How this Catalan town has managed to not have a single road death in 11 years

The Local Spain
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How this Catalan town has managed to not have a single road death in 11 years
Photo: Mollet Socialistes

The town of Mollet del Vallès - population 51,000 - hasn’t had anybody die on its roads since 2007. Here’s how they did it.


Just a half an hour’s drive from Barcelona tucked away in the Besòs valley of eastern Catalonia is the town of Mollet, as its residents usually call it. 

In its more than 1,000 years of history, its only real claim to ‘fame’ was that it hosted the 1992 Barcelona Olympics shooting competition.

That’s until now, as Mollet has just been awarded the first Zero City Educational Prize for not having recorded a single road death in the past 11 years.

The accolade, awarded by the International Association of Road Safety Professionals (AIPSEV) as part of the European Mobility Week initiative, went specifically to Mollet’s police force and town council.

So how exactly does Mollet prevent traffic accidents so effectively when in neighbouring Barcelona 25 people died on the roads just this summer?

“It’s not down to chance or one road safety campaign in particular,” Mollet Mayor Josep Monràs told El País.

“For years we’ve had a road education class in schools as well as an awareness campaign for young adults, and even another aimed at older people.

Every year more than 3,000 children are taught road education measures in a local park, with Monràs estimating that almost all of Mollet’s residents under the age of 40 have received some form of traffic tuition by local police.

Photo: Rafael Ferran/Wikimedia

In addition to this, officers carry out road checks regularly as well as mapping and analysing each and every one of the places where road accidents have taken place in Mollet. 

“If we spot a problem we immediately intervene; we’ll add a traffic light, remove a plant stand,” Monràs explains.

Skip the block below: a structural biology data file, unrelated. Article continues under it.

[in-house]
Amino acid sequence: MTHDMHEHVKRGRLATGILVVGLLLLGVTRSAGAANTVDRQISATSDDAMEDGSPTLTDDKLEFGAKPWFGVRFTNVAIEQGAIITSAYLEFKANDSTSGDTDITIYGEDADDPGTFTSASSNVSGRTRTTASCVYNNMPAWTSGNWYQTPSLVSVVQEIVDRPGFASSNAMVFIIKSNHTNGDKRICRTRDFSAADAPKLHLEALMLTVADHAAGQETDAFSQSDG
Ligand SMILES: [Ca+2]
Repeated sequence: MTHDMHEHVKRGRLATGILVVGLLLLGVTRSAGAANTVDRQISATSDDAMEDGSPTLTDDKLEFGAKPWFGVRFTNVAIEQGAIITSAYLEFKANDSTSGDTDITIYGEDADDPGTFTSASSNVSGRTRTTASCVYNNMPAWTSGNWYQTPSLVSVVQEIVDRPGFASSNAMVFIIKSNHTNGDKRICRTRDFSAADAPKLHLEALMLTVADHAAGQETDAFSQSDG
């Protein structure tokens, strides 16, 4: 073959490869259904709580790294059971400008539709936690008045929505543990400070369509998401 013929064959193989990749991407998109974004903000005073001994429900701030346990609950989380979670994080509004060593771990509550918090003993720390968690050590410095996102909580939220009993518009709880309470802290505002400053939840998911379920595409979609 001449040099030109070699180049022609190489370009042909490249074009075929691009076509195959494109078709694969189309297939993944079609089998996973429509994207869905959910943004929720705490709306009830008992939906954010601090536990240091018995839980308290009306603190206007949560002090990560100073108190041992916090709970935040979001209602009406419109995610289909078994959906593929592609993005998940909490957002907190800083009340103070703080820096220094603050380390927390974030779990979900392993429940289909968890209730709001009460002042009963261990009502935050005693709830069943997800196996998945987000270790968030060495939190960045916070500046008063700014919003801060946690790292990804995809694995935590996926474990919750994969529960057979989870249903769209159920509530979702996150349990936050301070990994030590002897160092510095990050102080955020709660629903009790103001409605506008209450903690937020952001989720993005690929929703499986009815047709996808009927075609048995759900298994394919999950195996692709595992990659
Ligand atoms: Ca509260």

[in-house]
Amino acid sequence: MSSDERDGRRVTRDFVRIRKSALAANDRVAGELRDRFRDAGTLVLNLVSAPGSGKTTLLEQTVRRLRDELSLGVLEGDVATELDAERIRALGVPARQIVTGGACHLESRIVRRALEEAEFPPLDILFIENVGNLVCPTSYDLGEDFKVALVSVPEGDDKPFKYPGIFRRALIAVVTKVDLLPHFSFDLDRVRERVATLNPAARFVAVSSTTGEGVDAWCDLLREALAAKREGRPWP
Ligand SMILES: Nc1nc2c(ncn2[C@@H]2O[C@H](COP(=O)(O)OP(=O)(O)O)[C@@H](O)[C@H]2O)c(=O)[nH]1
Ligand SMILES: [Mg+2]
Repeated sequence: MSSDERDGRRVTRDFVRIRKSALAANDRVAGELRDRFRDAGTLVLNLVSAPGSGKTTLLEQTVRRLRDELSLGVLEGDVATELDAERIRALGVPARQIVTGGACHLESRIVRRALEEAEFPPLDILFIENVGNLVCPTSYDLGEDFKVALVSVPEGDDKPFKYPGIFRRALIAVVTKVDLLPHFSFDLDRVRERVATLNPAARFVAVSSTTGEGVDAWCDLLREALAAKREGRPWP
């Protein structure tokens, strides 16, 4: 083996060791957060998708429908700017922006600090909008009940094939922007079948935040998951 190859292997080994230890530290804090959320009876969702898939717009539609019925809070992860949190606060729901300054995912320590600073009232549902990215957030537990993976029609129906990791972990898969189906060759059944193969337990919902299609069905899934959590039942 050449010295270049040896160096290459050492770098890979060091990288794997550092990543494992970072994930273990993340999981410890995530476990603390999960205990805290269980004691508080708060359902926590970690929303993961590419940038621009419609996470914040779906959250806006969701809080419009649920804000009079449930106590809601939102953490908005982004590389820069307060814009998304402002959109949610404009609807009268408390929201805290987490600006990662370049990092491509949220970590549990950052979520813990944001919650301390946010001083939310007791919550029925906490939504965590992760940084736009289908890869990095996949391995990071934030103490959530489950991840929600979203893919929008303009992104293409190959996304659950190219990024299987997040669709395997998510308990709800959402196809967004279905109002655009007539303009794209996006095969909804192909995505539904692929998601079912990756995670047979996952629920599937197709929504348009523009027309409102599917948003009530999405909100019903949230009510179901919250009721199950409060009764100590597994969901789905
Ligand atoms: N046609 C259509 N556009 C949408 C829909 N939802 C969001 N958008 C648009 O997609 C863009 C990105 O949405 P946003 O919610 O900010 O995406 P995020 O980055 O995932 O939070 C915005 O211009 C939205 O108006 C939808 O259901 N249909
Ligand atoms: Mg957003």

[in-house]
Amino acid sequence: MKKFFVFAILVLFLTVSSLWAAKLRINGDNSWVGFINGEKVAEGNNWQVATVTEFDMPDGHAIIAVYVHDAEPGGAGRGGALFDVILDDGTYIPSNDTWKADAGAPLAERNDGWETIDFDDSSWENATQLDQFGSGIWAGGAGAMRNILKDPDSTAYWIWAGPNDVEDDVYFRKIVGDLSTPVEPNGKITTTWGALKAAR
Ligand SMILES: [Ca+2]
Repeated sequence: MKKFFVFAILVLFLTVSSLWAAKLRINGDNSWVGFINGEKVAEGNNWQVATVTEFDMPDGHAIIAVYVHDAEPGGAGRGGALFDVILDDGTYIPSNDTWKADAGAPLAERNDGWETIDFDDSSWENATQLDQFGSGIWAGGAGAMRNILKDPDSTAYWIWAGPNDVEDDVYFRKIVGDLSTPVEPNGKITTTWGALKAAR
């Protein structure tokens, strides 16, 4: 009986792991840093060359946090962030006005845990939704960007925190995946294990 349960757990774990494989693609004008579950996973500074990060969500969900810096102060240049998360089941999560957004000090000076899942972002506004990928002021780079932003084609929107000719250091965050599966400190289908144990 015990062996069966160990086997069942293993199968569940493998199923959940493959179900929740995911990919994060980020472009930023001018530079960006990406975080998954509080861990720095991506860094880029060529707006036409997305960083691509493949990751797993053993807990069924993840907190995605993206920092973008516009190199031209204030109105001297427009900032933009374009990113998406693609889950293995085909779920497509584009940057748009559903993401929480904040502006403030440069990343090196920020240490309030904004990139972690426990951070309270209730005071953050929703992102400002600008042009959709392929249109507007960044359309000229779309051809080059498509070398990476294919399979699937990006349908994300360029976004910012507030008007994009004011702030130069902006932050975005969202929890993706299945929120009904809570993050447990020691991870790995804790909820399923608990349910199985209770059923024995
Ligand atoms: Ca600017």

Despite its relatively small size, Mollet also has an above average number of security cameras watching over its streets, making it next to impossible for speeding drivers to get away with it.

“We usually send a photo to the drivers with their speeding tickets, giving them no chance of being able to dispute the claim,” local chief inspector Francisco Muñoz added. 

Mollet’s 71 police officers also carried out more breathalyser tests on drivers during last year’s Carnival period than any other Catalan municipality other than the far bigger cities of Barcelona and Girona.

Does that mean there are never any road accidents in Mollet? Far from it.

In 2018 there were 365 traffic accidents in which 79 people were injured, four of them seriously.

But nobody died, Muñoz clarifying that 35 percent of the incidents took place whilst drivers were parking.

Photo: JT Curses

Even though there have been fatal road accidents on the highways that surround Mollet, none have occurred within the 10 square kilometre perimeter of this town of 51,000 inhabitants.

“I’m convinced that in order to have safer cities, we can’t just focus on fines but also on awareness and prevention,” Monràs concludes.

“However, we must review Spain’s penal code and hand out much stronger punishments than we currently give to crimes against traffic safety.”



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